The number of cancer patients benefiting from immunotherapies and being treated successfully is increasing markedly, according to the Sixth Annual Cancer Progress Report recently released by the American Association for Cancer Research (AACR).
The annual report (hashtag #CancerProgress16) is a cornerstone of the AACR’s efforts to advocate for increased funding for the National Institutes of Health (NIH), the National Cancer Institute (NCI), and the U.S. Food and Drug Administration (FDA), while also increasing public awareness of cancer and the importance of cancer research.
Among other things, the report highlighted the following achievements:
- The number of cancer survivors in the U.S. went from one million in 2014 to 15.5 million in 2016.
- Between August 2015 and July 31 this year, the FDA approved 13 new anti-cancer therapeutics, and new applications for 11 previously approved anti-cancer therapeutics.
- Of the 13 newly approved anti-cancer therapeutics, four are immunotherapeutics.
- Research discoveries continue to advance precision medicine, demonstrated by the fact that four of the 13 new anti-cancer therapeutics are also molecular-targeted agents.
- Also between August 2015 and July 31 this year, the FDA approved one new cancer screening test, two new diagnostic imaging agents, and a new medical device.
Research that is supported by public funding from government agencies continues to lead progress against cancer, the report noted. It also highlighted some of the latest achievements in immuno-oncology, reflecting the general optimistic tone regarding this approach to cancer treatment and underscoring its increased utilization.
For instance, on Aug. 1, 2015, checkpoint inhibitors (one specific class of immunotherapies) were initially approved for just two types of cancer – melanoma and lung cancer. By September 2016, approval of the use of these inhibitors had expanded to also include bladder cancer, head and neck cancer, Hodgkin’s lymphoma, and kidney cancer.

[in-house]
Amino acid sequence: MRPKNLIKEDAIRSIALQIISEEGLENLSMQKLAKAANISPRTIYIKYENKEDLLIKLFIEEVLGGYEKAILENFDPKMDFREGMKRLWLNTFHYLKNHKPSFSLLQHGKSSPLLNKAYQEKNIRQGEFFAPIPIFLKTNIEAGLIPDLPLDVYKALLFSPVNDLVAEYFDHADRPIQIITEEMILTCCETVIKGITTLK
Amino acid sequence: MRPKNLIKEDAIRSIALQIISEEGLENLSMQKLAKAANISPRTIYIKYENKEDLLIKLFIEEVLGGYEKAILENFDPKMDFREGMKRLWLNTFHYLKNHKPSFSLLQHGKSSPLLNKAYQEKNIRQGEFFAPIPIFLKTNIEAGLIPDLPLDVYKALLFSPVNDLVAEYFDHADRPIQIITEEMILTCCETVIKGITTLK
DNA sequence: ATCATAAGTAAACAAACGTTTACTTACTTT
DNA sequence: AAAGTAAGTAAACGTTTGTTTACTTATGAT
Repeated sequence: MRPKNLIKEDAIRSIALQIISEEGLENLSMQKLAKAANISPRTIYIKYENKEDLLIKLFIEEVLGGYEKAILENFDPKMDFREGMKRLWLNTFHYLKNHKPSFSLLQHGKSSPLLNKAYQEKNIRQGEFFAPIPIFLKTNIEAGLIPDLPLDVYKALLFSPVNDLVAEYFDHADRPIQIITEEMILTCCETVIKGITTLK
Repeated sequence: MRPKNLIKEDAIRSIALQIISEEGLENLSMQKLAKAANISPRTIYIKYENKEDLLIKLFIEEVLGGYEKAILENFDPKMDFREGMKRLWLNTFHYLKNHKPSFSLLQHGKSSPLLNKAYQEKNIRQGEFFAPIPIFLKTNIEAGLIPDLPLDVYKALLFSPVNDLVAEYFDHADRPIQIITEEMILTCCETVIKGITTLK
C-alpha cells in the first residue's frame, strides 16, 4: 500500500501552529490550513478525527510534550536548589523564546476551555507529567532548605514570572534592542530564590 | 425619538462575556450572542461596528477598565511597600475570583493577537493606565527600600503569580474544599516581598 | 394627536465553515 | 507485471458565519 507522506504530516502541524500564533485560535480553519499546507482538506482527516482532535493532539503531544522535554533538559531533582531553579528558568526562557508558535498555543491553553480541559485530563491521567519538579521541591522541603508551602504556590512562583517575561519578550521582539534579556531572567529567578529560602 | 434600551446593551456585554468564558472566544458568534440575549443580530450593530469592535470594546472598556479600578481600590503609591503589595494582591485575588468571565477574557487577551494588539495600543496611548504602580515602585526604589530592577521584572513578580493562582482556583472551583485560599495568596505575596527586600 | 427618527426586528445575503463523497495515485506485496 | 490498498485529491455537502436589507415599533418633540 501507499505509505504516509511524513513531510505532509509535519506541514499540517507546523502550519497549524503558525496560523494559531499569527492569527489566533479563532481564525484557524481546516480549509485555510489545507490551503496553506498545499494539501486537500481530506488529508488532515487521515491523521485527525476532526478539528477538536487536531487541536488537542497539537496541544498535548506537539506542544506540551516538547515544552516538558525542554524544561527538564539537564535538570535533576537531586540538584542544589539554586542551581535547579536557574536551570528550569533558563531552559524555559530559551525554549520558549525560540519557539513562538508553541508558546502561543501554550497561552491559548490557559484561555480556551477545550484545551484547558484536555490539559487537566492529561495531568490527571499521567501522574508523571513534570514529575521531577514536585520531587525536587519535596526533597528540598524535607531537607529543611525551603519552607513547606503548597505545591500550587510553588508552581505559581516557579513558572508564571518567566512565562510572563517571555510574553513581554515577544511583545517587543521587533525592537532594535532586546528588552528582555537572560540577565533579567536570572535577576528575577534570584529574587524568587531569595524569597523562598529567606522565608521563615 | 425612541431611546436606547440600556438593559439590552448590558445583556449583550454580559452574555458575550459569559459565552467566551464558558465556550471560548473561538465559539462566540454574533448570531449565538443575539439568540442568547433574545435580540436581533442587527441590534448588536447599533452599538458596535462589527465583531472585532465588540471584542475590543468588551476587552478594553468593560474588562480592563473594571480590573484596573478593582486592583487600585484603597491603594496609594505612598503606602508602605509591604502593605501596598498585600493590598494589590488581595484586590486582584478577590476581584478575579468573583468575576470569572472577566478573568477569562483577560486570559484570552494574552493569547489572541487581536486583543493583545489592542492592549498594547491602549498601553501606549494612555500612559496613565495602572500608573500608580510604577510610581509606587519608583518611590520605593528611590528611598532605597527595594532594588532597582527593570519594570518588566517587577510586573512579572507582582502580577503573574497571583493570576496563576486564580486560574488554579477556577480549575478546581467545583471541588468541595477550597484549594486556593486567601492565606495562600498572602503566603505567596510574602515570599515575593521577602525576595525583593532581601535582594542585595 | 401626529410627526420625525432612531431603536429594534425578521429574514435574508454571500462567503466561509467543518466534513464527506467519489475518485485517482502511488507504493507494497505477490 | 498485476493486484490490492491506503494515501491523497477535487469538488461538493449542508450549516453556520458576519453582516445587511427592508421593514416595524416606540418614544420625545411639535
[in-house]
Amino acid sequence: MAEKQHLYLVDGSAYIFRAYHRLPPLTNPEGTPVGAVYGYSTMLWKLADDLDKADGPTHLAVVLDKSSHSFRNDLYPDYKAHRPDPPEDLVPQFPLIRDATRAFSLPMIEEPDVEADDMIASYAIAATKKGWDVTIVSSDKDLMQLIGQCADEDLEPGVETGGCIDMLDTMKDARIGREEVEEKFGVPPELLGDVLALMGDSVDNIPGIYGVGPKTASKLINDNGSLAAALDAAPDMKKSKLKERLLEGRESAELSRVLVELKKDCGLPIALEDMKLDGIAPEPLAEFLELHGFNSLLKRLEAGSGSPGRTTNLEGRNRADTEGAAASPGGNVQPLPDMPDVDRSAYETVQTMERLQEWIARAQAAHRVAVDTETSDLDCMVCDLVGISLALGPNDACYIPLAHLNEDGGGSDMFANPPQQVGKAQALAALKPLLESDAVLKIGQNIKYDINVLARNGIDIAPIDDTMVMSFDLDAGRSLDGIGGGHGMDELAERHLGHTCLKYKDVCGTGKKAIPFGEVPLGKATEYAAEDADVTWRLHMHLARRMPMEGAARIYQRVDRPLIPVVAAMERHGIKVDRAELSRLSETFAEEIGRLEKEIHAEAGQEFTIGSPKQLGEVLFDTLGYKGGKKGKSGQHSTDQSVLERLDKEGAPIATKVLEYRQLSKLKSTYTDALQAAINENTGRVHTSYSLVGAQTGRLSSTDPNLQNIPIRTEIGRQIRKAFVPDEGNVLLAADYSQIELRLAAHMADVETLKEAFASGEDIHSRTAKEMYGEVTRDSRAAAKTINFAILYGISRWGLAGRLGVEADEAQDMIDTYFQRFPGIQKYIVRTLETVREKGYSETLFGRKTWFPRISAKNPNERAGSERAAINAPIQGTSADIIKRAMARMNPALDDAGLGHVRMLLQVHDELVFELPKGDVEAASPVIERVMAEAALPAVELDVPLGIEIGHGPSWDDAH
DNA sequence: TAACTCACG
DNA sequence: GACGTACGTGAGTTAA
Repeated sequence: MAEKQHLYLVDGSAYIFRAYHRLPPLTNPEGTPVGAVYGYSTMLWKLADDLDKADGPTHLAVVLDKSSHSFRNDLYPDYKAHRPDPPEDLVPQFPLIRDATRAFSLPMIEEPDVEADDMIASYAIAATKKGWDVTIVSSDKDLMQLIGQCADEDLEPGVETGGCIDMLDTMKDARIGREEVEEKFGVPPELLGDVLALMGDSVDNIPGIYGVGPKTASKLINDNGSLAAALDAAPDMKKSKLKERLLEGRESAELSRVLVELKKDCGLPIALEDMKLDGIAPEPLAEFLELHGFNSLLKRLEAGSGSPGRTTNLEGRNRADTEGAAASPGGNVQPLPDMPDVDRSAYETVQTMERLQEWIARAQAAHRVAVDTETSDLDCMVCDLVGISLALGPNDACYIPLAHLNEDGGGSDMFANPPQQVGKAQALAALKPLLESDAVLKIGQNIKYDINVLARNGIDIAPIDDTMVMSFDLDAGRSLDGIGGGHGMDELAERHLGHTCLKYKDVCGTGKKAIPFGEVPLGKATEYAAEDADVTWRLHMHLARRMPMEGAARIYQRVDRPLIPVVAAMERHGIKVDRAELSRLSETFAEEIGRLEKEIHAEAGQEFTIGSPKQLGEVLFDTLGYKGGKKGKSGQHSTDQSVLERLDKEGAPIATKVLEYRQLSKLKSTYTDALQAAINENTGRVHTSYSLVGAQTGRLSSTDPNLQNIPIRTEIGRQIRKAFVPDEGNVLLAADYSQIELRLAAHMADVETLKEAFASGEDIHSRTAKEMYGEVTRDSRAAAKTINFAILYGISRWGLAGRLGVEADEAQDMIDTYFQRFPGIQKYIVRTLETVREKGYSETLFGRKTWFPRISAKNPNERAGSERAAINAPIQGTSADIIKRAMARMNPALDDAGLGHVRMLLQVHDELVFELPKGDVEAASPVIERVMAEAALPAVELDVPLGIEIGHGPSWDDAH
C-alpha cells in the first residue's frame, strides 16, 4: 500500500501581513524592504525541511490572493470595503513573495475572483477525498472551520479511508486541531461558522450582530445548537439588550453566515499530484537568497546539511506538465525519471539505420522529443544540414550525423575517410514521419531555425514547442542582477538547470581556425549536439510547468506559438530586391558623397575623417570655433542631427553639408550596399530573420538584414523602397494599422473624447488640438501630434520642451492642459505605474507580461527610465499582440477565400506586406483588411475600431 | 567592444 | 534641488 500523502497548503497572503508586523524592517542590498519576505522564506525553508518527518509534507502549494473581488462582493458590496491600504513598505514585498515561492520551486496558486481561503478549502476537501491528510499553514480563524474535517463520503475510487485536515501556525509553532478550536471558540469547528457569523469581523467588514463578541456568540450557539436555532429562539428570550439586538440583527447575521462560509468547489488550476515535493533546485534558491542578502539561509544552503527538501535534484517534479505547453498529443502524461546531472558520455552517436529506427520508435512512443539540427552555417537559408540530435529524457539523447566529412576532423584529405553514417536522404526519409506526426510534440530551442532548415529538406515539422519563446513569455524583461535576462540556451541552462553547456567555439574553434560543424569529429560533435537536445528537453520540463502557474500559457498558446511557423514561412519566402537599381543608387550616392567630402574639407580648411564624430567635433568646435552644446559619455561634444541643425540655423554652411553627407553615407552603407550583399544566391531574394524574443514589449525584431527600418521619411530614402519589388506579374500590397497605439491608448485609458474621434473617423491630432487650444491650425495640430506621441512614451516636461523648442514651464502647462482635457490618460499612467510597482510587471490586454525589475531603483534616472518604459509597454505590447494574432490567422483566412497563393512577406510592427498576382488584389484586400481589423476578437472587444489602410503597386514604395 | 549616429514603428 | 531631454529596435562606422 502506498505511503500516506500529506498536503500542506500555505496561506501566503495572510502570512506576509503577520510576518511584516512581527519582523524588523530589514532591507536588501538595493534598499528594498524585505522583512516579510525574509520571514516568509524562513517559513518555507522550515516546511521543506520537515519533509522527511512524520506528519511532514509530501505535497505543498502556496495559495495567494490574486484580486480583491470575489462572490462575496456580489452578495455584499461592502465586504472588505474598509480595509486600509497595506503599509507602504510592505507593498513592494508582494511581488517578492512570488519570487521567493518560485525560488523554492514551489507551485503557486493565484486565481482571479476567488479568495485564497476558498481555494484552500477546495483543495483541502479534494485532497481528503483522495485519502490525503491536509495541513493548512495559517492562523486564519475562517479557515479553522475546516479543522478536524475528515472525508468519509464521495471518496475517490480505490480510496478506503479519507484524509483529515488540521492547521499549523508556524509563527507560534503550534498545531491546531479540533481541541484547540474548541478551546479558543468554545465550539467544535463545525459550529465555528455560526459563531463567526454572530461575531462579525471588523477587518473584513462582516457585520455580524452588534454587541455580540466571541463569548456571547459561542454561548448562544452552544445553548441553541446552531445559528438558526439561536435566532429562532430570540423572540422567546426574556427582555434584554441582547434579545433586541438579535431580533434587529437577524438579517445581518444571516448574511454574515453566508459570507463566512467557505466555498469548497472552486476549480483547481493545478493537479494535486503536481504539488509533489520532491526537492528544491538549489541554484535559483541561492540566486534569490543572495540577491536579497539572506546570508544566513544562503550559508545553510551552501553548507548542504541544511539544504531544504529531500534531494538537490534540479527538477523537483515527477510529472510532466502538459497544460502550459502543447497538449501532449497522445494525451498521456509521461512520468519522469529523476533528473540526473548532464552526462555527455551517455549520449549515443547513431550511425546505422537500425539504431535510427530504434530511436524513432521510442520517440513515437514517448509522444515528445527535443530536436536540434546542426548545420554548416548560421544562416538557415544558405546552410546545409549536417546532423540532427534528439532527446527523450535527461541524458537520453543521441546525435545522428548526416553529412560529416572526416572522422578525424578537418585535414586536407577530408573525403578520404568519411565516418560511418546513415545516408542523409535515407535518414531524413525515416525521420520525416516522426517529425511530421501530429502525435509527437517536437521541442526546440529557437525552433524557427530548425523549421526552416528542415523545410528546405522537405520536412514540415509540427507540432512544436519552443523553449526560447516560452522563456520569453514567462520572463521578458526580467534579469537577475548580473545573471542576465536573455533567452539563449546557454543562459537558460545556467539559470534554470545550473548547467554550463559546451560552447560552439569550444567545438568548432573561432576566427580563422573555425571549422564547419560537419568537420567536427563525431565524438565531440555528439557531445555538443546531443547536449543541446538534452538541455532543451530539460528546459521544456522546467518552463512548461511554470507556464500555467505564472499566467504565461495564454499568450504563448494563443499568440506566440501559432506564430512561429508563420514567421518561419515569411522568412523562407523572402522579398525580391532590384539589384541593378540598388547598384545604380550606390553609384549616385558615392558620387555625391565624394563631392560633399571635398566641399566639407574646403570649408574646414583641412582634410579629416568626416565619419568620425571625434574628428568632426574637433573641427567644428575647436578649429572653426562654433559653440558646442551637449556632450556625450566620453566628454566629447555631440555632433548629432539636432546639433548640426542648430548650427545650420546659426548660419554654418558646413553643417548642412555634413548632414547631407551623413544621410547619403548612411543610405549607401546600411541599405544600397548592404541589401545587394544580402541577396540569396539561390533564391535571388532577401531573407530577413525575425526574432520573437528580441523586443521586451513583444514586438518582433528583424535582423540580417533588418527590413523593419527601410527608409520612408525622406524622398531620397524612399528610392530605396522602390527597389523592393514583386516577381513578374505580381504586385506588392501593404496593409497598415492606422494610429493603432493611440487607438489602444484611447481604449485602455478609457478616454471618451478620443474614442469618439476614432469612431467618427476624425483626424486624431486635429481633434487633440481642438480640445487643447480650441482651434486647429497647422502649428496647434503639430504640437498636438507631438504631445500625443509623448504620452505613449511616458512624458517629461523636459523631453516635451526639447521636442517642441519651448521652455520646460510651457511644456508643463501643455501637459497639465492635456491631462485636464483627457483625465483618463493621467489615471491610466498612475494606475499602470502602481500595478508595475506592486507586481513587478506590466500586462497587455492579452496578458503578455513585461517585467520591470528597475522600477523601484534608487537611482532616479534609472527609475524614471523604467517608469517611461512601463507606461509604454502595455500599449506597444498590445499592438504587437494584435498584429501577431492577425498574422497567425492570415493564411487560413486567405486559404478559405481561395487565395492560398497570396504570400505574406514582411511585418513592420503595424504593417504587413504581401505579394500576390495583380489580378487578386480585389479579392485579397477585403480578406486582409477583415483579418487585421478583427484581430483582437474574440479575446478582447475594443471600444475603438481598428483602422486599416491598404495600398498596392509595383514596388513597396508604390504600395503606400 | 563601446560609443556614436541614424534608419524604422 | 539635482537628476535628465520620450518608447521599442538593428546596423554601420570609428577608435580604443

“The promise of immunotherapy for cancer therapy has never been greater, and the opportunity to make significant progress in this critical area is real,” Nancy E. Davidson, MD, president of the AACR and director of the University of Pittsburgh Cancer Institute, said in a press release. “However, continued progress is going to require a sustained federal commitment to the research agenda. And in fact, if the necessary funding is provided, we will accelerate the pace of progress and, in turn, markedly reduce morbidity and mortality from cancer.”
Despite the advances being made, the report also notes the disease’s continuing high personal and economic burden:
- The number of new cases of cancer in the U.S. is estimated to rise from 1.7 million in 2015 to 2.5 million in 2035.
- Many groups suffer disproportionately from cancer – notably certain racial and ethnic minority groups, people in low socio-economic area, residents of particular regions, and the elderly.
- Medical costs of cancer care nationwide in 2010 were nearly $125 billion; by 2020, they area expected to reach $156 billion.
“Research has made tremendous advances against cancer,” said Margaret Foti, PhD, MD, chief executive officer of the AACR. “However, we need to accelerate the pace of progress because it is unacceptable that one American will die of cancer every minute of every day this year. The AACR is heartened by the renewed, bipartisan commitment from Congress and the administration to prioritize cancer research and by the research direction provided by the proposals from the NCI Blue Ribbon Panelists. We are committed to working to ensure that the momentum gained from these actions is translated into lifesaving advances for cancer patients everywhere.”
AACR summarizes the key recommendations here made by the panel, part of the National Cancer Moonshot Initiative.
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